Ireland ‘sleepwalking’ to fines for not meeting climate challenge
Phil Hogan says failure to meet environmental targets can be counted in hard currency
European Commissioner for Agriculture Phil Hogan: “Ireland needs to wake up, and fast, to the reality that we are part of an EU that has assumed the role of global leader in the climate challenge.” Photograph: EPA/Olivier Hoslet
Irish farming and food sectors need to address urgently “a gulf between rhetoric and operational reality” in reducing carbon emissions, according to the European Commissioner for Agriculture Phil Hogan.
In a blunt message on failure to reduce emissions and meet EU targets, Mr Hogan said the latest EPA figures on Irish emissions showing a 2.7 per cent increase in agricultural emissions last year were “sobering”. He warned that Ireland was sleepwalking to fines for not delivering on climate commitments.
“Ireland needs to wake up, and fast, to the reality that we are part of an EU that has assumed the role of global leader in the climate challenge.”
Mr Hogan was addressing a conference in Dublin to review the 10-year Food Wise 2025 strategy to rapidly expand Irish agriculture, which aims to provide an 85 per cent increase in annual food exports up to €19 billion and create 23,000 additional jobs in the farming and food sectors by 2025. Export growth is based on expansion in dairy, beef, seafood and “prepared food” and drinks sectors.
However, he said all in agriculture and food needed to “step up to the plate and deliver more when it comes to meeting the targets” in the Paris agreement on climate change and in achieving sustainable development goals.
Failure to reduce emissions went beyond farming; there was also a need to reduce dependence on fossil fuels and scale up adoption of renewable energy sources. “It’s little consolation that emissions are growing faster in the energy and transport sectors,” Mr Hogan said.
A failure to tackle the issue could cost the country large sums of money in relation to having to buy carbon credits by 2020, he added.
“And we are sleepwalking towards further EU fines under the renewable energy directive by our lack of investment in the energy grid,” he told the conference hosted by the Department of Agriculture, Food and the Marine.
He said the EU had adopted an ambitious environment and climate agenda. A revised Common Agricultural Policy (CAP), including a radical overhaul of “the delivery model for the agri-food sector’s green contribution”, was in response to this.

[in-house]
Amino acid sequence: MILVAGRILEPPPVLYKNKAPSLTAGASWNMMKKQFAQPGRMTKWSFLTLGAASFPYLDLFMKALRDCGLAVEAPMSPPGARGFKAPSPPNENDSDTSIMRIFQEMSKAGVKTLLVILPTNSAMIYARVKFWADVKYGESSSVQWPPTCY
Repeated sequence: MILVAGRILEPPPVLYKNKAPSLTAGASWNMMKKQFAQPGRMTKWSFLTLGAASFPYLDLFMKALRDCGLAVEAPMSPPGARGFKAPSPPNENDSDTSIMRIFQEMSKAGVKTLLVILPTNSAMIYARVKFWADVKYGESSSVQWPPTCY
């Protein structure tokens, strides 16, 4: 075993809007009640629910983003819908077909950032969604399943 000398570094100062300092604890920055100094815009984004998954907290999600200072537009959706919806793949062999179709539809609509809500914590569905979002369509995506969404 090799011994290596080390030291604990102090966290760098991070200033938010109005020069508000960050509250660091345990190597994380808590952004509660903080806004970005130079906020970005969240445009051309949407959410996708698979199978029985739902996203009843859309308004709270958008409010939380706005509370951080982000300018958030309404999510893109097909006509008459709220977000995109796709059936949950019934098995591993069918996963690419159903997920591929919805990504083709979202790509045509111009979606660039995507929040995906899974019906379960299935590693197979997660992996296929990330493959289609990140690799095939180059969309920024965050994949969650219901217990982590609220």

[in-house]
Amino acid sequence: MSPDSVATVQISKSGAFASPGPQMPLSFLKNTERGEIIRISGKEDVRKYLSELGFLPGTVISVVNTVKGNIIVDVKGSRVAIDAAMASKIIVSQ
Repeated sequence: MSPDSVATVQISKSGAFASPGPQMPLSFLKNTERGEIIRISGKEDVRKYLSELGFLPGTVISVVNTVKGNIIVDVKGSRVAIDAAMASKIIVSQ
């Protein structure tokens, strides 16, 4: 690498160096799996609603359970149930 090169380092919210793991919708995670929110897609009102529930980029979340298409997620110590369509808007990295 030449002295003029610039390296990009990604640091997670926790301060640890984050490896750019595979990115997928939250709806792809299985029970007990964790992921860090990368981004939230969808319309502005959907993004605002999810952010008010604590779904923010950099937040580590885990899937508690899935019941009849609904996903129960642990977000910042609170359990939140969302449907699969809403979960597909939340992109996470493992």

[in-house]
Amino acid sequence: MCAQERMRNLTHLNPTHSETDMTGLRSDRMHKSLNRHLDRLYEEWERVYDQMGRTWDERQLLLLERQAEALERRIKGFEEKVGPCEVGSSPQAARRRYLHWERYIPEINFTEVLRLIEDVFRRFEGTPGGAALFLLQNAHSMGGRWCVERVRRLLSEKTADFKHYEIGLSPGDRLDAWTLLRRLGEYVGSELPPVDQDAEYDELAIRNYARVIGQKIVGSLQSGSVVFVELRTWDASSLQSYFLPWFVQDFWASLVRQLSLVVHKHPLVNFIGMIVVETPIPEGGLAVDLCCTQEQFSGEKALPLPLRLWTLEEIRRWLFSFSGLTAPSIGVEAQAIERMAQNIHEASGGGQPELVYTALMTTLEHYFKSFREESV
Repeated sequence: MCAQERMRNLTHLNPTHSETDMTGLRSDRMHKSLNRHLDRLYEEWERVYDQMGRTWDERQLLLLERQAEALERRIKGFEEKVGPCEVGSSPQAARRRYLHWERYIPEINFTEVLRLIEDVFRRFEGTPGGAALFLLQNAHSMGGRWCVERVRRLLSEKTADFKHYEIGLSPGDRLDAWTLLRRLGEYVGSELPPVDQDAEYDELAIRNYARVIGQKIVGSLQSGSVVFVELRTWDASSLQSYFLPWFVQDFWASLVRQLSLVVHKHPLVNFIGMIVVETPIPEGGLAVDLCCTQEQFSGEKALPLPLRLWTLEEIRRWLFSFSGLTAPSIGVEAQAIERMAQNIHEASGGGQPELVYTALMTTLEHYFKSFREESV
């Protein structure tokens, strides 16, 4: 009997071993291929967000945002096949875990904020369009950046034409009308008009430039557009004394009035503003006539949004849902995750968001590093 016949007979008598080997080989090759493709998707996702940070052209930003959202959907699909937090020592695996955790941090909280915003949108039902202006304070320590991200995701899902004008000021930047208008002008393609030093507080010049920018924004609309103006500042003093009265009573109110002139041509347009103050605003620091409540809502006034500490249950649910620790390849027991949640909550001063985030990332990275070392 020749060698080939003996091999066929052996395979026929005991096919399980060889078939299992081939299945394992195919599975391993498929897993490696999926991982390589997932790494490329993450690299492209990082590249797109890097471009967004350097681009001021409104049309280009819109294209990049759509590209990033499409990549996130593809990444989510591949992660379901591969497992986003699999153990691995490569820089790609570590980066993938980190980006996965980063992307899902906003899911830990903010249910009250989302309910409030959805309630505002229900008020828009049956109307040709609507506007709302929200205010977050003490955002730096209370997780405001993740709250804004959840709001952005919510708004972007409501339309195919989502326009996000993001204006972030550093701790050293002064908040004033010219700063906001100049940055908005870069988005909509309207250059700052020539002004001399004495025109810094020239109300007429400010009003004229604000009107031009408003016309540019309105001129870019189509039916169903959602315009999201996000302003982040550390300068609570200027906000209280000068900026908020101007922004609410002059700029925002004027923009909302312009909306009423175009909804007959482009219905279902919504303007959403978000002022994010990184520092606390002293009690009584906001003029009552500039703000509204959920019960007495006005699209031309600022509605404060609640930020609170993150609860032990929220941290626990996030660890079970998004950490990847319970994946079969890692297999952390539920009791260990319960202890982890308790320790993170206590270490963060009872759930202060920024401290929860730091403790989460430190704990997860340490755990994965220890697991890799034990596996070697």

Mr Hogan said the risks of failing to address the environmental challenge for farmers and the food sector “are not abstract – they are real, and they can be counted in hard currency”.
He cited “a cautionary tale” from the Netherlands: the Dutch dairy industry had been dealing with a phosphate problem for the past 12 months which required the slaughter of 50,000 cows. “They are currently negotiating their derogation under the Nitrates Directive – a derogation which is worth up to €1 billion to the Dutch dairy industry.”
Foodwise 2025 correctly recognised a significant increase in food production could not be considered in isolation from its environmental impact, particularly in relation to the depletion of natural resources and the potential impact on climate change.
“But there is a gulf between this welcome rhetoric and the operational reality. The EPA has warned that Ireland needs to adopt a much greater sense of urgency about reducing its dependence on fossil fuels after official figures showed a 3.5 per cent increase in greenhouse gas emissions last year.”
He said clear and measurable emissions targets would be built into new national CAP action plans, and failure to meet them would result in penalties. Withholding money where there was a lack of compliance would concentrate minds. Greater responsibility and accountability was being placed closer to the point of delivery and closer to the farmer and agri-business.
Mr Hogan said improved environmental performance at farm level, notably through nutrient management and enhanced use of “precision agriculture”, could make a difference. “The CAP will continue to incentivise farms to move in this direction.”
On carbon sequestration – the use of land to store emissions – he said Ireland needed to “reboot its afforestation policies and start making real headway in this area”.
Forestry represented a key sector in the transition towards a low-carbon and climate-friendly economy. Sustainable forestry strategies needed to be developed hand in hand with sustainable food security solutions. “This is as true for the rest of Europe as it is for Ireland, but I am making the point...to remind you that the day has gone where we can pay lip service to sustainability and climate action.”
He warned the EU does not exist just to provide an outlet for product for which a commercial market cannot be found. “If I am to be in the strongest possible position to defend the CAP, which currently amounts to €59 billion annually, I cannot enter the negotiations with 500,000 tonnes of skimmed milk powder in storage.”
Mr Hogan said global demand for high-quality, high-value, highly nutritious products would grow in tandem with the ever-increasing global middle class, and Ireland was certainly well placed to meet that demand if it adopted the new sustainability narrative underlying CAP reform.